A polymerase chain reaction was performed to amplify the region containing the studied SNVs. The genotyping of the SNVs rs9913911 of the GAS7 gene and rs2472493 of the ABCA1 gene for the identification of risk alleles A (GAS7) and G (ABCA1) was performed with a TaqMan assay according to the standardization protocol provided by the manufacturer (SNP Genotyping Assays TaqMan, Thermo Fisher, Waltham, MA). The genotyping results were confirmed in 10% of the samples using Sanger sequencing.

Statistical analysis

All statistical analyses were performed using R software (R Core Team, 2014). All genotypes of the case and control groups were evaluated for Hardy–Weinberg equilibrium (HWE) using the chi-square goodness-of-fit test. Analyses of gender and age were performed by Fischer’s exact test and the Mann–Whitney nonparametric test, respectively. To investigate the association of the variants with POAG, a logistic regression model (stepwise) was used (Stats Package of R; R Core Team, 2014). To analyze the association between the need for antiglaucomatous surgery and the variants, the chi-square test was used. The Kruskal–Wallis test was performed to analyze the association of the number of antiglaucomatous surgeries with the variants. Statistical significance was p <0.05.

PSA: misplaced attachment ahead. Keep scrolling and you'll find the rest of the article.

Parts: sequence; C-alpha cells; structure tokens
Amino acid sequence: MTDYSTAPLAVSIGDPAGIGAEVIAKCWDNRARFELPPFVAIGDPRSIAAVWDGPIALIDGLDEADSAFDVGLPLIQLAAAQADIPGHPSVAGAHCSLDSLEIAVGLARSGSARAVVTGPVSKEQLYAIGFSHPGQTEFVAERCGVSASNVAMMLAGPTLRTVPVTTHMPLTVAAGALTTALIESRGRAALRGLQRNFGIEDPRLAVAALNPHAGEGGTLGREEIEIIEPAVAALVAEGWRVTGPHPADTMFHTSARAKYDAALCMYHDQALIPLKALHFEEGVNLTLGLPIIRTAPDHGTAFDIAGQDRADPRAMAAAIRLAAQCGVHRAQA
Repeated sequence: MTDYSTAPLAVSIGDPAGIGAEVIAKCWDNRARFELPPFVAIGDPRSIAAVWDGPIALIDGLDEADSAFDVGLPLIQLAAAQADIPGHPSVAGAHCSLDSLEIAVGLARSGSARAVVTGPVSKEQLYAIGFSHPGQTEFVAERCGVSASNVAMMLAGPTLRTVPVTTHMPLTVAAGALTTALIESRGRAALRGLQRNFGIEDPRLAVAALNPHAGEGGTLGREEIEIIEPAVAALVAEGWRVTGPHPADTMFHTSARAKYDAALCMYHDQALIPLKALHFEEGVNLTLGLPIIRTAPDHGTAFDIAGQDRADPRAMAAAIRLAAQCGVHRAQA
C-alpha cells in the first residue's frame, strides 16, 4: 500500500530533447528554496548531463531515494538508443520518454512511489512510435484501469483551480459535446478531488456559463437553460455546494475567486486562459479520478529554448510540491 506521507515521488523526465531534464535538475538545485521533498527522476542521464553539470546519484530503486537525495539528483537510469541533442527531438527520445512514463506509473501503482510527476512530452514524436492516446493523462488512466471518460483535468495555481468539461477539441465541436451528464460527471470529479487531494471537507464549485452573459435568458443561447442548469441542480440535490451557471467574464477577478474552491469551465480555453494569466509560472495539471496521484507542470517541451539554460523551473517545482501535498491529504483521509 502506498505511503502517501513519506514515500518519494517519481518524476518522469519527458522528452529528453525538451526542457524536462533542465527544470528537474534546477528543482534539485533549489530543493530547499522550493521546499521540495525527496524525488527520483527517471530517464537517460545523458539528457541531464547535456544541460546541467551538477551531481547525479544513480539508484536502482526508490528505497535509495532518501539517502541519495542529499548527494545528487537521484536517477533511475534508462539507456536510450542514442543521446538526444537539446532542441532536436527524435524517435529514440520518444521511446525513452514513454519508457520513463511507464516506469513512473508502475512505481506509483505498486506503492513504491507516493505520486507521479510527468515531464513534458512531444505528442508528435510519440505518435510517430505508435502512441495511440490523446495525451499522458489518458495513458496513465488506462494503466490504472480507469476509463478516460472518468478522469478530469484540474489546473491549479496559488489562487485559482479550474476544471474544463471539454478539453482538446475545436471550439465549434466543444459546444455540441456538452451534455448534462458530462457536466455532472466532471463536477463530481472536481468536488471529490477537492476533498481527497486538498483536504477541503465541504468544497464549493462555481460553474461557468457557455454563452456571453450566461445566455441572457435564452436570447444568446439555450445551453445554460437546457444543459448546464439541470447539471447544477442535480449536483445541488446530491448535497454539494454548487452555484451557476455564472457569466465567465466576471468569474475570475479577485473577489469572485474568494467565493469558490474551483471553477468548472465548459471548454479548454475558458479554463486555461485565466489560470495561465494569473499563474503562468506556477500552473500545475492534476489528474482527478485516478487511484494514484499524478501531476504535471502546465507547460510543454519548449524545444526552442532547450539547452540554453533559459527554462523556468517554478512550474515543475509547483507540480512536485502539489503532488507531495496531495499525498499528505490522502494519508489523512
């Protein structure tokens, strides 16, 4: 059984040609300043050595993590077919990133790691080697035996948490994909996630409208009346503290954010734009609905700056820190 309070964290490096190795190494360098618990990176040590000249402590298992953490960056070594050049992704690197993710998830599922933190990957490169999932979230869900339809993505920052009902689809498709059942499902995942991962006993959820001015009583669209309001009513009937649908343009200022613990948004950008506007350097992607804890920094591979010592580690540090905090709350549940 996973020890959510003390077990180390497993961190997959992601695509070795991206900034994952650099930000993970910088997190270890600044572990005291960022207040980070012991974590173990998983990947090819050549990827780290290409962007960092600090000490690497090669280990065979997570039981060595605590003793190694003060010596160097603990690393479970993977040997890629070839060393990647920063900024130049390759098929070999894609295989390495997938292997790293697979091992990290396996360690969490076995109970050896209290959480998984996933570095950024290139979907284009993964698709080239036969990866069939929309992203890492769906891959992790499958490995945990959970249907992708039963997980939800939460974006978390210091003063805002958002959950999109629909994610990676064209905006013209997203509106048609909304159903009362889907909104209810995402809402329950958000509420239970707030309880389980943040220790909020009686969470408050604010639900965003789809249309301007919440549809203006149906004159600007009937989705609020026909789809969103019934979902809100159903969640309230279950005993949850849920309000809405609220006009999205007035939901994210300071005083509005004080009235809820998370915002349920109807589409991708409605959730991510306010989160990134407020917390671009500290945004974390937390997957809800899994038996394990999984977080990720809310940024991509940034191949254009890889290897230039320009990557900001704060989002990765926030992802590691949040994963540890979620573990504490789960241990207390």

The total sample size was 1,009 participants. The case group consisted of 505 subjects, 51.3% male, and the control group consisted of 504 subjects, 57.7% female (p = 0.004). The mean ages were 68.1 ± 11.8 for the case group and 66.7 ± 10.1 for the control group (p = 0.047; Table 1). Due to the differences observed in sex and age between the groups, the analyses were adjusted for these variables. Table 2 depicts the genotypic and allelic frequencies of each variant and the HWE p value. All cases and controls were in HWE (p >0.05) for the two variants studied.

Multivariate logistic regression analysis, adjusted for sex and age, was performed to analyze the association of the studied variants with the presence of POAG (Table 3). The presence of the risk allele A of the GAS7 variant rs9913911 was found to have a significant association with POAG (p = 0.0004, OR 1.41), as well as with the AA genotype (p = 0.002, OR 1.96). For the ABCA1 variant rs2472493, there were no significant associations with the alleles and genotypes. However, when evaluating the combination of these two variants, an additive effect was observed in the risk for POAG with the following haplotypes: ABCA1(GG) + GAS7(AA; p = 0.02), ABCA1(GG) + GAS7(AG; p = 0.003), and ABCA1(AG) + GAS7(AG; p = 0.004) (Table 4). However, in terms of age and sex, no significant associations were observed among these haplotypes.